GOP council candidates seeking nominations share views

From regionalizing city fire service to repainting faded crosswalks for pedestrians, four candidates seeking the Republican nomination for City Council in the May 21 primary sounded off on topics near and dear to them Monday at the annual Williamsport Lycoming County Council of Republican Women luncheon.

The event at the Genetti Hotel featured discussion by incumbent councilmen N. Clifford “Skip” Smith, 67, of 835 First Ave., and Randall J. Allison, 61, of 1308 Elmira St., who were first on the lectern, followed by Joel E. Henderson, 32, of 1010 Elmira St. and Scott Miller, 52, of 822 Tucker St.

Smith, who chairs the public safety and public works committees, discussed the recent purchase of a records-management system meant to streamline police response and records-keeping. He also touched on the introduction after more than three years of planning, of seven surveillance cameras, which he said would be in place in June, spread between Roy A. Flanigan Park on Little League Boulevard and Memorial parks.

Smith also said a proposed landlord-tenant ordinance, which would require the registration of landlords and tenants at the city codes department, would not invade privacy. He also said that numerous streets are targeted for reconstruction this summer and fall – evoking a positive response from the audience.

Allison said four years ago when he decided to run for city office the city was on the cusp of growth, and was in the infancy of the impacts felt by the introduction of the Marcellus Shale industries.

“I wanted to be a part of that,” he said. “I wanted to work with others who wanted to see that happen.” Allison cited plans for the removal of the vacant Brodart warehouse to create multiple housing options, remove an unused blighted industrial property and revitalize the neighborhood.

Allison said challenges the city faces are collective bargaining with unionized employees, particularly the police and fire departments, which are the costliest in the budget, and pension reform.

Two-year snapshots based on stock market and bond investment are not ways to accurately measure the city’s pension portfolio, according to Allison.

“We got hit last year and had to take $1.7 million from the general fund and put it into the budget,” he said.

He said it was beyond the time to consider regionalized fire service as most volunteer departments and companies have difficulty adequately manning equipment and the city can’t continue to bear the burden of funding uncontrolled pensions and health care expense.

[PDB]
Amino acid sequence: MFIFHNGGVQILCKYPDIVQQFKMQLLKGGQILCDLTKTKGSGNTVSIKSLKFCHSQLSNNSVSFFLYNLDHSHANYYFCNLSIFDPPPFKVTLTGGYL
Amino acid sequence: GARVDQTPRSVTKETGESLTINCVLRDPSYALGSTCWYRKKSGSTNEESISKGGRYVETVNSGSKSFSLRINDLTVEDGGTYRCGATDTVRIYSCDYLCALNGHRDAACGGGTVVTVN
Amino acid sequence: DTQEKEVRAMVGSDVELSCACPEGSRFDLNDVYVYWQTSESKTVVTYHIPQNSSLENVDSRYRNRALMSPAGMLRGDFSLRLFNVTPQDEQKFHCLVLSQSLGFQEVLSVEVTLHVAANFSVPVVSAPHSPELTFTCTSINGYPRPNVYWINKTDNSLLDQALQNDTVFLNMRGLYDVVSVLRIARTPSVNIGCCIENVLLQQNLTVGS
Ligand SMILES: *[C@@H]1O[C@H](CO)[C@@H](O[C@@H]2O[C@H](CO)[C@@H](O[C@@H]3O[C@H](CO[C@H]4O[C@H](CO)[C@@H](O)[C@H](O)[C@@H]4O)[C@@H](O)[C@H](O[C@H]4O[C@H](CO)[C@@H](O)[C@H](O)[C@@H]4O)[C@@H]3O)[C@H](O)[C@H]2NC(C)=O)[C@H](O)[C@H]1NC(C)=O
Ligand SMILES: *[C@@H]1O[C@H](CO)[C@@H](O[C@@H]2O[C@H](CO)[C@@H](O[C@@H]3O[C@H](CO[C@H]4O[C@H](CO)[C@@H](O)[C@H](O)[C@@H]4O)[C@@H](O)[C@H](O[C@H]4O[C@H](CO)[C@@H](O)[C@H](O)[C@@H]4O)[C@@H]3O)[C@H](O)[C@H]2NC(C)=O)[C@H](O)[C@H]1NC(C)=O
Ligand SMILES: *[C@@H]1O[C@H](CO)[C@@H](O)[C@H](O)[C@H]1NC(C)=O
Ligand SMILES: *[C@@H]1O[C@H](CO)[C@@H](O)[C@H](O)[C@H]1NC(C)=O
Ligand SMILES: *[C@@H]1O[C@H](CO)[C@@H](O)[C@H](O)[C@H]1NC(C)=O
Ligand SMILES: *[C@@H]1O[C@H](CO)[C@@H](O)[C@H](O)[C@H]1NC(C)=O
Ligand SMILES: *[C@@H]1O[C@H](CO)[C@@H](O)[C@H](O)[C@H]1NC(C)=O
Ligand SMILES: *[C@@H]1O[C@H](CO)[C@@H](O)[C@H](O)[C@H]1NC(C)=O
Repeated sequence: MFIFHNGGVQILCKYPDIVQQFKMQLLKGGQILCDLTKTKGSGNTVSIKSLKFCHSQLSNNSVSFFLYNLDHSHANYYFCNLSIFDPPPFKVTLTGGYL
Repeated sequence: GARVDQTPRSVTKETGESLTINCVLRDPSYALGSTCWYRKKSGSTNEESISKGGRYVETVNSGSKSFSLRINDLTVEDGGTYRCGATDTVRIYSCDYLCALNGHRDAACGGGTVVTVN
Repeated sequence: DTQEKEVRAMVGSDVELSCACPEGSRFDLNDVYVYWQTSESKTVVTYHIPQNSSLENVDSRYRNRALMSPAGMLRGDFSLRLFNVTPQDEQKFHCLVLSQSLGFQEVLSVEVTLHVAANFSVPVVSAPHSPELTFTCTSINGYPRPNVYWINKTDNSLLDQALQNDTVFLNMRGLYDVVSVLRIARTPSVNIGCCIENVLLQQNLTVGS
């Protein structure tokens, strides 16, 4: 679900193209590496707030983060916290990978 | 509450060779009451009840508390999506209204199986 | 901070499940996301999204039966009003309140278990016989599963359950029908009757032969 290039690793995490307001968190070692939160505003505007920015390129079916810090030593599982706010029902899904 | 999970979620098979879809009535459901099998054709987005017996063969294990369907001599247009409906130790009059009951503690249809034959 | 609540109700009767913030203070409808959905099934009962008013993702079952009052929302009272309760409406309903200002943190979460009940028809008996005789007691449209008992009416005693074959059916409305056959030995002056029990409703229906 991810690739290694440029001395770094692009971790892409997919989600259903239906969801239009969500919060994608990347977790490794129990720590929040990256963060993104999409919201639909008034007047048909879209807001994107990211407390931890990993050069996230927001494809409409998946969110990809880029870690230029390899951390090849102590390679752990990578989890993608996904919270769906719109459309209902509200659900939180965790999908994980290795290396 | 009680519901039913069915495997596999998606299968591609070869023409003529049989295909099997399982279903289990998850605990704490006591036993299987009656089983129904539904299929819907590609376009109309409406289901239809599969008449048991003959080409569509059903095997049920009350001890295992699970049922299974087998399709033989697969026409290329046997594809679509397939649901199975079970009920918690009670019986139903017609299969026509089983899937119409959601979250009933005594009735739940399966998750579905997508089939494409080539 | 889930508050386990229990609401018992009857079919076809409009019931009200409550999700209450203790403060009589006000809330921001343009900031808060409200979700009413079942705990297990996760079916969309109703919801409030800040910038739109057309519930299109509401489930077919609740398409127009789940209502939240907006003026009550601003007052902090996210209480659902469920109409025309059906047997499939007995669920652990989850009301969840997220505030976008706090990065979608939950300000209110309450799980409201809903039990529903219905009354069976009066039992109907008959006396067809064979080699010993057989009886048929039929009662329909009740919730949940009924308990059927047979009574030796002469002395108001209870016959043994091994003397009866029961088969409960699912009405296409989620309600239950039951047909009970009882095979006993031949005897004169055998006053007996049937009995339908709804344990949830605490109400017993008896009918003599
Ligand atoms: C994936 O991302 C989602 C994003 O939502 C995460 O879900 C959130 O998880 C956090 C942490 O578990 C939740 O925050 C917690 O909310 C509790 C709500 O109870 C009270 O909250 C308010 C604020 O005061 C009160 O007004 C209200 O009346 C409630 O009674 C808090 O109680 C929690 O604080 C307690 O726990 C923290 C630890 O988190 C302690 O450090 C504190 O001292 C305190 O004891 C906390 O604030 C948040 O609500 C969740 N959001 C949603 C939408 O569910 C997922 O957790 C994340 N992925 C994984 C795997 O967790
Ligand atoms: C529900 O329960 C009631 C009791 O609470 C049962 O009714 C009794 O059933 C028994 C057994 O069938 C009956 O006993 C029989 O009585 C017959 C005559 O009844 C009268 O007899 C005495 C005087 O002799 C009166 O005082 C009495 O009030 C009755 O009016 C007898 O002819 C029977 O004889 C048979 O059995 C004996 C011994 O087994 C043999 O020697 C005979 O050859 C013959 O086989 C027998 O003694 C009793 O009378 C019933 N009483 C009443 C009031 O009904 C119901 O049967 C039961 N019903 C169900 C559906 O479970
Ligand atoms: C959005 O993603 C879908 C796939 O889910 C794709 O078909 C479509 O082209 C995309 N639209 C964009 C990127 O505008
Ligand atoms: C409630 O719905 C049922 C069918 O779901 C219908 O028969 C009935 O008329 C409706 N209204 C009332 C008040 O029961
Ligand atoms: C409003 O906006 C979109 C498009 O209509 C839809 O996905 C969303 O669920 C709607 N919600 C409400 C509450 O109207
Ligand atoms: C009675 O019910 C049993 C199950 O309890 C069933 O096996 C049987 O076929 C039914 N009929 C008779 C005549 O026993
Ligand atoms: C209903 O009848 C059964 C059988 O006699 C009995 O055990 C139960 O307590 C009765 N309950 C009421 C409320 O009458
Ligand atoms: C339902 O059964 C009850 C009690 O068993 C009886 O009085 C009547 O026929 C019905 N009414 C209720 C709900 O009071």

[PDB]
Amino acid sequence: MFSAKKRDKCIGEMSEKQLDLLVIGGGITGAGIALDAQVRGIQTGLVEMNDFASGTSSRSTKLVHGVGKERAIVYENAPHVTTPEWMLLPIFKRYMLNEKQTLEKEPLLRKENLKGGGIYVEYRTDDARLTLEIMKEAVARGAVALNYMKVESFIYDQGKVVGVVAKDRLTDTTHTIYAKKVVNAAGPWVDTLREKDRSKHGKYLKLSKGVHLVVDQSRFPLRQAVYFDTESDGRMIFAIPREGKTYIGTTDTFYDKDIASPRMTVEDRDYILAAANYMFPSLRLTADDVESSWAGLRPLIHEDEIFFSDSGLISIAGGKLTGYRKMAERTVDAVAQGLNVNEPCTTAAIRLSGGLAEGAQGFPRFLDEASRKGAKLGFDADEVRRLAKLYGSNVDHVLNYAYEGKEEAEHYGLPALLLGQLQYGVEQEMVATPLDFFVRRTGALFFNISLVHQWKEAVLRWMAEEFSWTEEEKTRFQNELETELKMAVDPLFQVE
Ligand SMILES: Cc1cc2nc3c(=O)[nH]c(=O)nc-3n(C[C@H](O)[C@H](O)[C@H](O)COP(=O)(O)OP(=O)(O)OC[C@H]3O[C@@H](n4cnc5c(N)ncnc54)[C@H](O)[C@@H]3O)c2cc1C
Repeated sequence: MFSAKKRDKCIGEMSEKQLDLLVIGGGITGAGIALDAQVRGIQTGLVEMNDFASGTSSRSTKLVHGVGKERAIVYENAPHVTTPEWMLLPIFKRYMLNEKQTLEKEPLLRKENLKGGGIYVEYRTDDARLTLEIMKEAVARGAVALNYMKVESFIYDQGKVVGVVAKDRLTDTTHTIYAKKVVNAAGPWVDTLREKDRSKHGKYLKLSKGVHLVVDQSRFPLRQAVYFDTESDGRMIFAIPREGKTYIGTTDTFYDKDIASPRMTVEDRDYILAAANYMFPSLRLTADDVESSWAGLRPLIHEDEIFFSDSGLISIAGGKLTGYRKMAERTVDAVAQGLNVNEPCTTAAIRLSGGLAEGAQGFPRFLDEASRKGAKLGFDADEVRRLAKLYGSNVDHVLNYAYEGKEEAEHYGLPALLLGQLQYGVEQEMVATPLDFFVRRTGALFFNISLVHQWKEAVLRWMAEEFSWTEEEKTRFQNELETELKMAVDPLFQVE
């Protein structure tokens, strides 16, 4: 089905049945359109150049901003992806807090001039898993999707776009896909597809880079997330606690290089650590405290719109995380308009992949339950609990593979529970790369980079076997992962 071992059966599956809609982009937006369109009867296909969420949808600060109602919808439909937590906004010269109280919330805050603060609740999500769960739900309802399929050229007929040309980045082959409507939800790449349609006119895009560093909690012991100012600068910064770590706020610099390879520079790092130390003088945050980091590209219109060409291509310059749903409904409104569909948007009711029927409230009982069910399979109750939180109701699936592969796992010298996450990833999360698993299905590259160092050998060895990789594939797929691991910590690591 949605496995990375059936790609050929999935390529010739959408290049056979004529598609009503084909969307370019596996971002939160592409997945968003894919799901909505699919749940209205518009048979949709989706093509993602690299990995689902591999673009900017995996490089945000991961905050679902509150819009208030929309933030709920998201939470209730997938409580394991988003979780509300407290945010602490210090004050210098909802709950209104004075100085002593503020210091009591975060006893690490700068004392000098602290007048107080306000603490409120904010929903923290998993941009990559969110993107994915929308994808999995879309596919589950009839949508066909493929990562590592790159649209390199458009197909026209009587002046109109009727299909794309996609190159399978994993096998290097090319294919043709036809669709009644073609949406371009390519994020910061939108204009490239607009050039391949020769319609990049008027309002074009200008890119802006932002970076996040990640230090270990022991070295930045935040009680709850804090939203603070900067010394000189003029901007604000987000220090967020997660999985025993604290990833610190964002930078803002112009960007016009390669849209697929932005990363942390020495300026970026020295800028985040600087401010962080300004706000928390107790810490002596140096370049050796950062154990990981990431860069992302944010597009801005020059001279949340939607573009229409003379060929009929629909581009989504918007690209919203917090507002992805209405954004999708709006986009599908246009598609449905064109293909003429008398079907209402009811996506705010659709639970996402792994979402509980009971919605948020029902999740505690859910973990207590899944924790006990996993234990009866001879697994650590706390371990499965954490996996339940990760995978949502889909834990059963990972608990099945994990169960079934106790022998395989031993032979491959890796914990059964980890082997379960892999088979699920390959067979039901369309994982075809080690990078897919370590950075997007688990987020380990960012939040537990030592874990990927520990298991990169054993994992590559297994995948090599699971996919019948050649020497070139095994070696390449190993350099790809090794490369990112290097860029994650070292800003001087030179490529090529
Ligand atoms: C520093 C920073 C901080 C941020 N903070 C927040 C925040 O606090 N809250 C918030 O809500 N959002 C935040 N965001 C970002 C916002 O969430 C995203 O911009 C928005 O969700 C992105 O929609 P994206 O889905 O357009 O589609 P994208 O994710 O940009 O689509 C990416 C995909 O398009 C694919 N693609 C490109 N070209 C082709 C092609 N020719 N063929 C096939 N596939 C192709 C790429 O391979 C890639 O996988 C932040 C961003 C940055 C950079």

Henderson, who is pastor of Trinity Gospel Church on Brandon Avenue, said he would operate with morality and use the Bible as his guide.

He borrowed from Irish philosopher Edmund Burke, “All that is needed for evil to triumph is for good men to do nothing.”

After a question on his view of separation of church and state was offered, Henderson clarified what he claimed was an often misunderstood interpretation. “Morality can’t be legislated,” he said, but he added that doesn’t mean the church can’t have a role in government through people of faith, whom he said ought to be involved.

Miller, who frequently attends council sessions and ran before, specifically pointed out problems the city faces, including missing street signs and repainting crosswalks that are faded.

Miller also brought up how many necessary expenses are incurred when storm water drains are not properly installed and over time layer upon layer of asphalt is applied to the street.

He claimed all of his public advocacy has helped him to gain insight and experience and promised to be a team player.

“I will be your eyes, legs and ears for the city,” he said. “The government works for you, you don’t work for the government.”

Mayor Gabriel J. Campana offered updates. The city plans to incur about $1.9 million in debt to invest in about $40 million worth of projects, he said. He said the relocation of the YMCA to Park Avenue, where a new facility will be built, will make the block across from City Hall available for taxable purposes, a project he is calling Destination 2014. The project includes private investment to create a civic arena and residential and commercial properties, a town square “green” and additional parking options.

He said it is his goal to invest $1 million in street reconstruction this fall.

“Many of those streets have not received attention in over 30 years,” he said.